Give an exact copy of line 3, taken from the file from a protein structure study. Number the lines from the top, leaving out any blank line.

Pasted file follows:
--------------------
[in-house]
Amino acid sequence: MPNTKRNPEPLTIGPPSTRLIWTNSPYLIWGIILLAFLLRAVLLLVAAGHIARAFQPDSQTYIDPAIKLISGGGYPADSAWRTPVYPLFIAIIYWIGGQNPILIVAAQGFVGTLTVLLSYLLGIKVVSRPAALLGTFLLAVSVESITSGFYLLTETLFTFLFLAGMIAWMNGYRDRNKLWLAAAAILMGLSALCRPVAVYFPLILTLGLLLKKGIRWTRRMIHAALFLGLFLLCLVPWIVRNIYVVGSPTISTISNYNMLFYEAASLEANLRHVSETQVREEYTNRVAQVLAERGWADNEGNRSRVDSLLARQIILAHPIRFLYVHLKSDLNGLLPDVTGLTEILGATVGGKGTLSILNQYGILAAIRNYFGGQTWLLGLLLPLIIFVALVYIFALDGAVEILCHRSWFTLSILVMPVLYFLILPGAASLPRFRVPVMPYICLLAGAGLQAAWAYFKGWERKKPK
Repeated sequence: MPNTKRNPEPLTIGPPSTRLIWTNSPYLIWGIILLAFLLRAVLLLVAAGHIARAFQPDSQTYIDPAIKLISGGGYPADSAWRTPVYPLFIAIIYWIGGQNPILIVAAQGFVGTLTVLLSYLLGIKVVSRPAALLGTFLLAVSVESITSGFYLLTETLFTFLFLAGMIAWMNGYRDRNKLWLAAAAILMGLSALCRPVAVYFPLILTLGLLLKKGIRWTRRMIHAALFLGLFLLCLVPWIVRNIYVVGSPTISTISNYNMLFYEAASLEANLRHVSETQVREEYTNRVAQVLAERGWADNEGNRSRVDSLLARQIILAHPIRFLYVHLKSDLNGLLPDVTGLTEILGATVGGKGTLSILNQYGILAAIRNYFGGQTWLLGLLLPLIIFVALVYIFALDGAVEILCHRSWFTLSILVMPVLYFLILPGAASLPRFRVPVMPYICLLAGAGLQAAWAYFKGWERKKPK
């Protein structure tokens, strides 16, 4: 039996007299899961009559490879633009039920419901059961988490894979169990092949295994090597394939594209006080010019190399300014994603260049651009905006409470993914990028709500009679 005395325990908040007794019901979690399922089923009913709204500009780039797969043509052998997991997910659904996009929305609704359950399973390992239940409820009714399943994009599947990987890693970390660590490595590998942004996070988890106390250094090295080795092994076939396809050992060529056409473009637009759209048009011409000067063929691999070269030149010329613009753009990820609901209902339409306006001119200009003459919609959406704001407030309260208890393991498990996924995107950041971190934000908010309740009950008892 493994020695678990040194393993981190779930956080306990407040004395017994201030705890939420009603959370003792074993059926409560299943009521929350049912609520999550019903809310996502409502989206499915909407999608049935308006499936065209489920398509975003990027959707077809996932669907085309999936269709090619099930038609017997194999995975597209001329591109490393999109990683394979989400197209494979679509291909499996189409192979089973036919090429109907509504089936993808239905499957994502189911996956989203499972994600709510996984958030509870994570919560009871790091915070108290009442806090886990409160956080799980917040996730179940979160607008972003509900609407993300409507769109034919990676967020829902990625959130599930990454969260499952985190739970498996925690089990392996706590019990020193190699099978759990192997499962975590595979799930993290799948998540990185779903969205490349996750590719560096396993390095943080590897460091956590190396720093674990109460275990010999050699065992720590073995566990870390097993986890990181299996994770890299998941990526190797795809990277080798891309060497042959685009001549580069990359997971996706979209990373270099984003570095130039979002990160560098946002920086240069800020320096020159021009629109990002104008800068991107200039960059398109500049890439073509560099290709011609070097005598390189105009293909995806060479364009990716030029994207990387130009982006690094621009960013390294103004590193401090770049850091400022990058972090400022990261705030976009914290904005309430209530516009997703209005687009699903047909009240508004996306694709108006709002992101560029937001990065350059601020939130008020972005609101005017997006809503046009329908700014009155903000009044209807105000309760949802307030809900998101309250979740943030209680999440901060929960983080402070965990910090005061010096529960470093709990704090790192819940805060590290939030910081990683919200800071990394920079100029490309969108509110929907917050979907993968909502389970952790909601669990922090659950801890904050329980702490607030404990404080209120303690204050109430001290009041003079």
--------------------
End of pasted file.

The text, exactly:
Repeated sequence: MPNTKRNPEPLTIGPPSTRLIWTNSPYLIWGIILLAFLLRAVLLLVAAGHIARAFQPDSQTYIDPAIKLISGGGYPADSAWRTPVYPLFIAIIYWIGGQNPILIVAAQGFVGTLTVLLSYLLGIKVVSRPAALLGTFLLAVSVESITSGFYLLTETLFTFLFLAGMIAWMNGYRDRNKLWLAAAAILMGLSALCRPVAVYFPLILTLGLLLKKGIRWTRRMIHAALFLGLFLLCLVPWIVRNIYVVGSPTISTISNYNMLFYEAASLEANLRHVSETQVREEYTNRVAQVLAERGWADNEGNRSRVDSLLARQIILAHPIRFLYVHLKSDLNGLLPDVTGLTEILGATVGGKGTLSILNQYGILAAIRNYFGGQTWLLGLLLPLIIFVALVYIFALDGAVEILCHRSWFTLSILVMPVLYFLILPGAASLPRFRVPVMPYICLLAGAGLQAAWAYFKGWERKKPK